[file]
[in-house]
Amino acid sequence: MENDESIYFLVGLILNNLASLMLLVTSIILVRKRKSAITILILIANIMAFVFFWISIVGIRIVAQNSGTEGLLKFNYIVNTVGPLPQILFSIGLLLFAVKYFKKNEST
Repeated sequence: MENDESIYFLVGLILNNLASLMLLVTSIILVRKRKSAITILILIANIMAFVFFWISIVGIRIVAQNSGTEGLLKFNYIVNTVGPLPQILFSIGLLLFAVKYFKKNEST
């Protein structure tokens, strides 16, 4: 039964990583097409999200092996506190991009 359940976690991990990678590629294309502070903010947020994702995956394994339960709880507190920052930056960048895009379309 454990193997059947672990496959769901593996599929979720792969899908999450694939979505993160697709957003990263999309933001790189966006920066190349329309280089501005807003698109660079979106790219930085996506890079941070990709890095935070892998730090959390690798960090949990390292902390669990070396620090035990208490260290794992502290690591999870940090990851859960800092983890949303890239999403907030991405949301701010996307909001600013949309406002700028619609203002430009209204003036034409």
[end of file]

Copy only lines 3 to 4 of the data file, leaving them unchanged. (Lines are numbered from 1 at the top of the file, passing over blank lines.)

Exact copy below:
Repeated sequence: MENDESIYFLVGLILNNLASLMLLVTSIILVRKRKSAITILILIANIMAFVFFWISIVGIRIVAQNSGTEGLLKFNYIVNTVGPLPQILFSIGLLLFAVKYFKKNEST
């Protein structure tokens, strides 16, 4: 039964990583097409999200092996506190991009 359940976690991990990678590629294309502070903010947020994702995956394994339960709880507190920052930056960048895009379309 454990193997059947672990496959769901593996599929979720792969899908999450694939979505993160697709957003990263999309933001790189966006920066190349329309280089501005807003698109660079979106790219930085996506890079941070990709890095935070892998730090959390690798960090949990390292902390669990070396620090035990208490260290794992502290690591999870940090990851859960800092983890949303890239999403907030991405949301701010996307909001600013949309406002700028619609203002430009209204003036034409």